Overlooked aspects of character and theme

Whilst bearing the overwhelming importance of world inconsistency in mind we will now turn our attention to characters and their portrayal. A good fiction writer must be a good actor, his characters must not all be but mere extensions of his own idiosyncrasies, if so the characters will assume a kind of bland and unconvincing uniformity, becoming not separate entities, but rather, component parts of one overbearing hive mind with a totalizing consistency of thought. Characters should all have their own inner lives unless you have a reason within the story to portray them “flatly.” For example, you might wish to portray a nameless “random henchman” type character in a comedy tale to parody action genre-convention, with its seemingly endless host of utterly incompetent and drone-like shock-troopers who are curiously never daunted by the fact that their masters continuously send them up against foes girded by the indomitable power of plot-armor.

Two good examples to compare and contrast for the purposes of elucidating “well rounded” characters and “flat characters” can be found in Ayn Rand’s The Fountainhead and Atlas Shrugged respectively. In The Fountainhead all of the principal characters (and even most of the minor characters) are distinctive, both in terms of their thoughts, words and deeds whereas in Atlas Shrugged nearly all of the principal heroes are facsimiles of John Galt (with the sole exception of Dagny Taggart) and all of the principal villains are echoes of James Taggart (with the sole exception of Dr. Robert Stadler). A repetition of a certain character type is problematic because it necessitates a repetition of theme. In the case of Atlas Shrugged it is established that John Galt believes that a kind of enlightened selfishness is not only good, but the highest moral good. Since nearly all of his compatriots in the novel speak, act and think exactly like him (to the point of being indistinguishable upon the page without moniker) one knows precisely what they’re going to say and what they are going to do. Furthermore, this tendency breeds a (often unintentional) preachiness which is both extraneous and irksome; there is, after all, only so many times and ways one can repeat “selfishness is the highest good” before the reader is inclined to inwardly shout, “By the underbelly of Apophis, I get it already!”

If your purpose, in writing any particular story or portion thereof, is to convince your audience of something, it were better that you restrain from incessantly beating them over the head with your ideas, as that is about the least convincing thing you could do. Furthermore, regardless of your purpose, the aforementioned type of character repetition (and thus, theme repetition) breeds stilted and unbelievable characters who will utterly bore all as the reader has already met them a dozen or more times before! As with films, there are some books that are so profoundly bad they’re good precisely because they’re so humorously bad, but whoever heard of a book so boring that one simply must read it?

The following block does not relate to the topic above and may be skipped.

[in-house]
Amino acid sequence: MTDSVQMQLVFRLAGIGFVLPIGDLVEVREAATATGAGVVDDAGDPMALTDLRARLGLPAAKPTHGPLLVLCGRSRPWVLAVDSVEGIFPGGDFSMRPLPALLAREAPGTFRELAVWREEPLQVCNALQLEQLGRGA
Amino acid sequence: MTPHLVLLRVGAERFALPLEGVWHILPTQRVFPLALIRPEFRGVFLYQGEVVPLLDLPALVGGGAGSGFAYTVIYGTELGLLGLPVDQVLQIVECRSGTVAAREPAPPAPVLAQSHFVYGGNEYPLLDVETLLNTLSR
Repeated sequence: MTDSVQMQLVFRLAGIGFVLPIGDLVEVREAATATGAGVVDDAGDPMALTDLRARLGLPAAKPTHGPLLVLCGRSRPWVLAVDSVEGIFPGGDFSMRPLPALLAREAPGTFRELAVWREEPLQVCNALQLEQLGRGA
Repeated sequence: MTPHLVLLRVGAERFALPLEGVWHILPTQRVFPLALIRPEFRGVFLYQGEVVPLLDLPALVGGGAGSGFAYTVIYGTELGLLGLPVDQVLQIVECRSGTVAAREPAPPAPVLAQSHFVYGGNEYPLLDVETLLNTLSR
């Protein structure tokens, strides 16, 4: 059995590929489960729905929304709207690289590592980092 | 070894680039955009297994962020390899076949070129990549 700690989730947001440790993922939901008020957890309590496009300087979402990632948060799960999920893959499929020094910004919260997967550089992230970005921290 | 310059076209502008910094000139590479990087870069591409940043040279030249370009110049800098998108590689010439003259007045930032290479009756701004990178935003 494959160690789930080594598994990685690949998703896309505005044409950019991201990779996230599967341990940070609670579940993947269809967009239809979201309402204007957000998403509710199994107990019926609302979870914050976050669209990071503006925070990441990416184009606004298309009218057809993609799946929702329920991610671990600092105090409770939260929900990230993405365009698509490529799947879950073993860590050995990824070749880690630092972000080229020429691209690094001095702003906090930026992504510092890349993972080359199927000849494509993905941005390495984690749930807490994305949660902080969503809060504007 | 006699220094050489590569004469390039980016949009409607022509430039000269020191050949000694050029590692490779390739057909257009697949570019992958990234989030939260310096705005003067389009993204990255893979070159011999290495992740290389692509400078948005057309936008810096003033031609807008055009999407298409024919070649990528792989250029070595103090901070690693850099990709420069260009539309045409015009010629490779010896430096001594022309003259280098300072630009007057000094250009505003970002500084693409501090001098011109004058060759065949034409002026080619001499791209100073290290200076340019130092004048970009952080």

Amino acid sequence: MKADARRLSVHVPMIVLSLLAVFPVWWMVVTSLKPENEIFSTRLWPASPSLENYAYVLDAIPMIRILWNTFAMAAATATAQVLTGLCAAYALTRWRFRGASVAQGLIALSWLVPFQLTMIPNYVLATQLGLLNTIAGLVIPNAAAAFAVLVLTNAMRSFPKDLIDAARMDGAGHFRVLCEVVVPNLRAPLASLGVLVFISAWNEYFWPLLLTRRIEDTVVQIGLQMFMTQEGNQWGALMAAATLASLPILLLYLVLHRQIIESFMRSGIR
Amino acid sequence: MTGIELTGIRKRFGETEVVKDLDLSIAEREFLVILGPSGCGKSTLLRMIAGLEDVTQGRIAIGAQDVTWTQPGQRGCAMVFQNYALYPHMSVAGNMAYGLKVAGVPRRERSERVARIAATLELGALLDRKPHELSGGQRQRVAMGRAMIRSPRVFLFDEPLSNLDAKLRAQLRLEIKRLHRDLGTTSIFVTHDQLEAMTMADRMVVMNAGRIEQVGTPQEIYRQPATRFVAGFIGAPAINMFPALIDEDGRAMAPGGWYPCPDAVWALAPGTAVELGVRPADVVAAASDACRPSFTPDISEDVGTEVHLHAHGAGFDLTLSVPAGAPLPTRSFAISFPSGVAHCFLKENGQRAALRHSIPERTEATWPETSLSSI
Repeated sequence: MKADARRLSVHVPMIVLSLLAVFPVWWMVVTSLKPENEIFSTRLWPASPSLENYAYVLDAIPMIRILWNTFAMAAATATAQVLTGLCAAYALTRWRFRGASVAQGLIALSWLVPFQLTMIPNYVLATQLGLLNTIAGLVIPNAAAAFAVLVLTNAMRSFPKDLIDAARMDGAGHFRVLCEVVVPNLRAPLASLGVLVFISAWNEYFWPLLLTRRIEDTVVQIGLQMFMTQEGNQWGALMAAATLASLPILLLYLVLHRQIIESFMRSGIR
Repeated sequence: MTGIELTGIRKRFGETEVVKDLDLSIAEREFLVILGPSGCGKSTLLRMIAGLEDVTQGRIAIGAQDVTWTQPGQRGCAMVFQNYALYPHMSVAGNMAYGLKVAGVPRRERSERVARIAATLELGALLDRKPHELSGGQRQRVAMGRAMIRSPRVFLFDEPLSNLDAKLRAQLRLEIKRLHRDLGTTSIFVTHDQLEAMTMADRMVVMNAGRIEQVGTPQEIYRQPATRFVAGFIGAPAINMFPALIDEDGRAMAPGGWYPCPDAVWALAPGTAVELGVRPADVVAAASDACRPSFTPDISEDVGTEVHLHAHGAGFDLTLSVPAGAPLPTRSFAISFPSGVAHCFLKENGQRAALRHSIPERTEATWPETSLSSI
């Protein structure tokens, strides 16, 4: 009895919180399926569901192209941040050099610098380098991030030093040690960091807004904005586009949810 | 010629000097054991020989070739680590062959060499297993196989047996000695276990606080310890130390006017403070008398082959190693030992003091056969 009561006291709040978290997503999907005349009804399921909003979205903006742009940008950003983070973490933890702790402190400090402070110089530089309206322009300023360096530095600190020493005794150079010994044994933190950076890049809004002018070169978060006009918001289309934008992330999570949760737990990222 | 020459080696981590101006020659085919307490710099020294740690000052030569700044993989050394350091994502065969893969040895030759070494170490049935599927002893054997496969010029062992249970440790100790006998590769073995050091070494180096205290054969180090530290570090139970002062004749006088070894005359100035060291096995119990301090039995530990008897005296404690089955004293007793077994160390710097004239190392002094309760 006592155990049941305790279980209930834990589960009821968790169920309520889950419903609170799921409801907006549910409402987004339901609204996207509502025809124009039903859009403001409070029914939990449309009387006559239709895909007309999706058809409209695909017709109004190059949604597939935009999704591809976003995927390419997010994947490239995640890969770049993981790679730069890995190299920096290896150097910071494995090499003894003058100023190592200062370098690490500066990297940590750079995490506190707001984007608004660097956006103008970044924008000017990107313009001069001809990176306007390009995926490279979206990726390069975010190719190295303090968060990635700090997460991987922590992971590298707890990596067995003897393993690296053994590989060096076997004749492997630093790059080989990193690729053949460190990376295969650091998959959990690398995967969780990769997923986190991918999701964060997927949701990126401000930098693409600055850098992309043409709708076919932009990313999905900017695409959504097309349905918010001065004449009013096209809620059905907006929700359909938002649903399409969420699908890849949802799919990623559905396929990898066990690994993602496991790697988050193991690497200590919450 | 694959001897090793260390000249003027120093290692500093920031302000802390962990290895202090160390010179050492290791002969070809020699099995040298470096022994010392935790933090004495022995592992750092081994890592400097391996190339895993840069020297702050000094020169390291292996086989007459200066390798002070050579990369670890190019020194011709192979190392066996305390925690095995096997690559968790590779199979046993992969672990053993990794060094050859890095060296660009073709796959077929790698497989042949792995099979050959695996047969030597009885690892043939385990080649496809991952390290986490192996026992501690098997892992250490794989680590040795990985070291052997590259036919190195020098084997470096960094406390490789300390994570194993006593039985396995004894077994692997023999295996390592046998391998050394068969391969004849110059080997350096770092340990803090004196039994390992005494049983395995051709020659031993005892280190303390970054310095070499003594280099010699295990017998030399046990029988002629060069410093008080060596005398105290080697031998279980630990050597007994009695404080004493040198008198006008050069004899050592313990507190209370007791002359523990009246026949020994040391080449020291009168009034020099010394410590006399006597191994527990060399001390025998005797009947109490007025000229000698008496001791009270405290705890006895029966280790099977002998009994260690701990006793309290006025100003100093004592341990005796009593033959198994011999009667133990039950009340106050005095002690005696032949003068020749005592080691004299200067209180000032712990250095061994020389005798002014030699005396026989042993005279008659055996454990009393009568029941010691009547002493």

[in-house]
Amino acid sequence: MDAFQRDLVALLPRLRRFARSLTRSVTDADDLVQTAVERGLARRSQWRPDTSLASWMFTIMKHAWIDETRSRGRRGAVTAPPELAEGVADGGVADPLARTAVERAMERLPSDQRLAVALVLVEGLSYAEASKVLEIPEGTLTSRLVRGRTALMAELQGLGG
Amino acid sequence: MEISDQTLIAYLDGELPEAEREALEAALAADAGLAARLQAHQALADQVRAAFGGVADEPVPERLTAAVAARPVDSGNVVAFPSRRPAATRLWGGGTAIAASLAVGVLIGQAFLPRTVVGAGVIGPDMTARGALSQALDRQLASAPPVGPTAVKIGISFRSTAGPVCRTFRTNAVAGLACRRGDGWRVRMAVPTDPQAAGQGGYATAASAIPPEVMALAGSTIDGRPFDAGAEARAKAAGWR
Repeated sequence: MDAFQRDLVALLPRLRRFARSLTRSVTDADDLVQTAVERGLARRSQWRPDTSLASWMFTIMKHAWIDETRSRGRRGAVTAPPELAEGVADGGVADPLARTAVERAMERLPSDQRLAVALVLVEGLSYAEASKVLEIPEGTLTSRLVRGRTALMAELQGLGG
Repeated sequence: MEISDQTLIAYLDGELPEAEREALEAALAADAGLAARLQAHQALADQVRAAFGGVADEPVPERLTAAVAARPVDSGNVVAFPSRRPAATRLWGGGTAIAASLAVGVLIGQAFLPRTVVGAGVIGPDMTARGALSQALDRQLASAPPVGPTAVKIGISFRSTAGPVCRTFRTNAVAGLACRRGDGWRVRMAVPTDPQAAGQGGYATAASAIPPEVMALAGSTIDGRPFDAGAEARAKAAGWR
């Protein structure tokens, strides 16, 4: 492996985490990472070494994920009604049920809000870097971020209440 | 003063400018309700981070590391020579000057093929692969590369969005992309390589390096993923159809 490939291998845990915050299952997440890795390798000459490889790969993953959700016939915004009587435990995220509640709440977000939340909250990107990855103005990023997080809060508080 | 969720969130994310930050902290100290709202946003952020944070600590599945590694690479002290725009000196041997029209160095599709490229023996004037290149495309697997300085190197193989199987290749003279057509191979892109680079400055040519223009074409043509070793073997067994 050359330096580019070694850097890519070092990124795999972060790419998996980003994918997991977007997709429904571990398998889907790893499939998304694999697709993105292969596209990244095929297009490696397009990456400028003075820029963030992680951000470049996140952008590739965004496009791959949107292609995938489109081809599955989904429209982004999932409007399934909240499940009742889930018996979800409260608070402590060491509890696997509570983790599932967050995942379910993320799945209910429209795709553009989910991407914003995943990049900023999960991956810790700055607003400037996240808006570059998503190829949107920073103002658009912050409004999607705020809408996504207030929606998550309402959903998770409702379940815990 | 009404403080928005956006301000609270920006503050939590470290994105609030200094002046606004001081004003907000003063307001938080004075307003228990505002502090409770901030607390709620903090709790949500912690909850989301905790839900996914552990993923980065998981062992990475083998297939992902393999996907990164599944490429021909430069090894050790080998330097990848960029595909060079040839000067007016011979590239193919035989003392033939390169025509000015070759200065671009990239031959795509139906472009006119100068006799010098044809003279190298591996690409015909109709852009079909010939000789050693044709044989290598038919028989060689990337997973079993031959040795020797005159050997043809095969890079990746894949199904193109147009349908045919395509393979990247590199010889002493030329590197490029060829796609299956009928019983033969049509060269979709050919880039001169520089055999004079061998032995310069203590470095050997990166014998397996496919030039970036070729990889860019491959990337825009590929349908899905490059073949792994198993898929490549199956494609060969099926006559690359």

Overlooked Fundamentals of Fiction Writing (part I)

Fiction writing, like all other forms of art, is predicated upon communication.

First and foremost, a fiction writer should focus on ensuring he has the requisite ability to communicate his or her thoughts via the written word and to communicate them effectively. It doesn’t matter how extensive your lexicon, nor how captivating your style, if you cannot arrange sentences in such a way as to drive home the meaning contained therein. We shall not cover, in any depth, the rudiments of the English language nor of any other and will, instead, assume a certain degree of literary proficiency and creativity from the reader (one should be careful not be to too bound by forms which can sap the work of its vigor and inventiveness). Instead we will be turning our fevered imaginations towards the specific ways (the forms) in which the themes within a given work are communicated.

Pay particular attention to your opening sentences.

There is no more important section of a given story than the opening sentence(s), for if your audience does not find it sufficiently eye-catching they are like as not to read little further. Certainly, if the whole opening paragraph is either mundane, impenetrable or both, then one should not expect any sizable readership to follow. For instance, in my recently published short story The Chittering, the tale begins with a evocative description of the scene and the principal actors within it. I wrote:

Night fell like a blanket of smoke over the hunters, the clicking of crickets in the forest beyond the old bunker, the only sound, save for the rustling of the lonesome wind.